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British Prime Minister Boris Johnson has long defied political gravity, but is hoping his characteristic optimism can sustain him through the fallout from the coronavirus pandemic, Brexit and global supply problems.
Labour shortages and rising energy prices are fuelling a cost-of-living crisis.
But he is set to adopt a bullish tone when he addresses his ruling Conservatives' annual conference on Wednesday, in person for only the second time since becoming prime minister in 2019.
The previous 18 months have already been challenging after death tolls from Covid-19 in Britain soared to among the highest in Europe and Johnson himself nearly died in the pandemic.
- Adversity -
Johnson, 57, became prime minister in July 2019, consolidating power six months later with a landslide general election victory on a pledge to "Get Brexit Done" -- and reap the benefits.
But despite agreeing to a trade deal with Brussels, leaving the bloc -- ending free movement of people and workers -- has been less than orderly, and exacerbated by the pandemic.
A lack of foreign workers, locked out by new post-Brexit immigration rules or Covid-19 travel restrictions, has caused staff shortages in several sectors, including haulage.
That has hit supply chains, leaving supermarket shelves empty, and raised fears of a less-than-merry Christmas with turkeys and toys running short.
Meanwhile, with energy prices on the rise, Johnson has faced a backlash after breaking an election promise by raising taxes on workers starting next April to fill budget gaps in health and social care.
But the prime minister, who admires strong Conservative predecessors such as Winston Churchill and Margaret Thatcher, has remained adamant he is setting Britain on a prosperous course.
With some in his party increasingly nervous about what the coming winter could hold, Johnson is counting on his innate positivity and vows of future "sunlit uplands" still resonating with voters.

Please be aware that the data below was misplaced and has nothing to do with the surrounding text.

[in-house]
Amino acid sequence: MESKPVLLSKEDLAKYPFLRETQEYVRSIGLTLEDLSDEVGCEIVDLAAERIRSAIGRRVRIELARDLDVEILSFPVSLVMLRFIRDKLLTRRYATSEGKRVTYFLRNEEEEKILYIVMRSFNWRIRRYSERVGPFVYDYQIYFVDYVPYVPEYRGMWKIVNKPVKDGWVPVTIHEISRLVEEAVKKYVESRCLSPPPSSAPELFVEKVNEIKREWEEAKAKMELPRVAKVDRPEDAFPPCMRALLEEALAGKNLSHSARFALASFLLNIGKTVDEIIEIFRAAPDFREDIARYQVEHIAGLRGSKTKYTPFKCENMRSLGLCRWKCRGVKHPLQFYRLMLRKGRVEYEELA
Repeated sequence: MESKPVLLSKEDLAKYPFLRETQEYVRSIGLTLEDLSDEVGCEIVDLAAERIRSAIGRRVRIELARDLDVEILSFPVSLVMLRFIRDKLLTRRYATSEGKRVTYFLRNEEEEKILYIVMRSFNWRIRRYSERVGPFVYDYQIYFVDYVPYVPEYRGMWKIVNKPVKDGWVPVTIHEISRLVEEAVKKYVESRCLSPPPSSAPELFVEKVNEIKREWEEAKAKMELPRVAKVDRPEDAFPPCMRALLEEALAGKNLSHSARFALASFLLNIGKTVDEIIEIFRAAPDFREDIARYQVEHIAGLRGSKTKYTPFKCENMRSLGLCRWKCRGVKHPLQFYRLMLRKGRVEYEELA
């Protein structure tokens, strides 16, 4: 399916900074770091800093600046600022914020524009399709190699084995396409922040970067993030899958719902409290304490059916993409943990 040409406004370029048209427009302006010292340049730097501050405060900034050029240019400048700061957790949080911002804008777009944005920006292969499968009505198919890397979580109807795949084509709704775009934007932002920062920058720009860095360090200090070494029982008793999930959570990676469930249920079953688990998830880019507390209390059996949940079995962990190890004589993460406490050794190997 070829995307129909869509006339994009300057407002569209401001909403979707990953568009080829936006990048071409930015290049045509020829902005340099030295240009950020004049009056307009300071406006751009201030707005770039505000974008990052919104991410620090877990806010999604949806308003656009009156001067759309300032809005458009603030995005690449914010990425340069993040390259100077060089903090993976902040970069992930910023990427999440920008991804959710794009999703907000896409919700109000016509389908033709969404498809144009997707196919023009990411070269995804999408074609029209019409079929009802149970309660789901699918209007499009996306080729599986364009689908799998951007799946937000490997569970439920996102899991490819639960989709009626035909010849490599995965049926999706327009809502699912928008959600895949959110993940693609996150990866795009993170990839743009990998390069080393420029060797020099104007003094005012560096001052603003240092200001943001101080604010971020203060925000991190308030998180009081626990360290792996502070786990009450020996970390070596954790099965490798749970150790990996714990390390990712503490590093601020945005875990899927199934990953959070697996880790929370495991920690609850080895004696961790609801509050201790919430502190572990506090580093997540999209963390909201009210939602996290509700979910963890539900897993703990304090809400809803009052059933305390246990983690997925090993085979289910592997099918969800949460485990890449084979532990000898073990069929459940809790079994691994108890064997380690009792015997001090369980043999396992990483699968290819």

- 'World king' -
Alexander Boris de Pfeffel Johnson was born in New York in 1964. His sister said that as a child he wanted to become "world king".
He spent part of his childhood in the EU capital Brussels, where his father Stanley worked for the European Commission, and later attended the elite Eton school in England before studying Greek and Latin at Oxford University.
In his biography "Boris Johnson: The Gambler", released last October, journalist Tom Bower recounts the serial womanising that put paid to Johnson's two marriages and his relaxed relationship with the truth.
Johnson is believed to have at least six children, including a baby boy with his latest wife Carrie Symonds, 33, who is also expecting their second child.
He first worked as a journalist for The Times, where he was sacked for making up a quote, and moved on to become Brussels correspondent for the Daily Telegraph newspaper.
There he made his name by writing "Euro-myths" -- exaggerated claims about the EU such as purported plans to standardise the sizes of condoms and bananas.
Johnson then entered politics but, in 2004, he was sacked from the Conservatives' shadow cabinet for lying about an extra-marital affair.
He rallied to become mayor of Labour-voting, staunchly pro-European London in 2008, an achievement commentators put down to his brazen refusal to respect convention.
- Brexit 'lies' -
Johnson felt torn about which way to leap in Britain's 2016 Brexit referendum, famously drawing up a list of pros and cons for EU membership before throwing his political charisma behind the "leave" campaign.
His popularity, and propensity for exaggeration, helped swing the bitterly divisive campaign, and he intervened in July 2019 to end the subsequent political paralysis by seizing control of the Conservative party from Theresa May.
She resigned after failing three times to get her EU divorce deal through parliament.
Within six months, Johnson had renegotiated the deal, won an election and taken Britain out of the EU.
"Those who did not take him seriously were wrong," French President Emmanuel Macron said at the time. But he accused Brexiteers of indulging in "lies and false promises".
Even fellow Conservatives have attacked Johnson's perceived mendacity.
Former attorney general Dominic Grieve described him as a "vacuum of integrity" over a contentious revamp of his Downing Street flat.
Johnson also has a long trail of contentious remarks in print, attacking women, gays, black people and Muslims.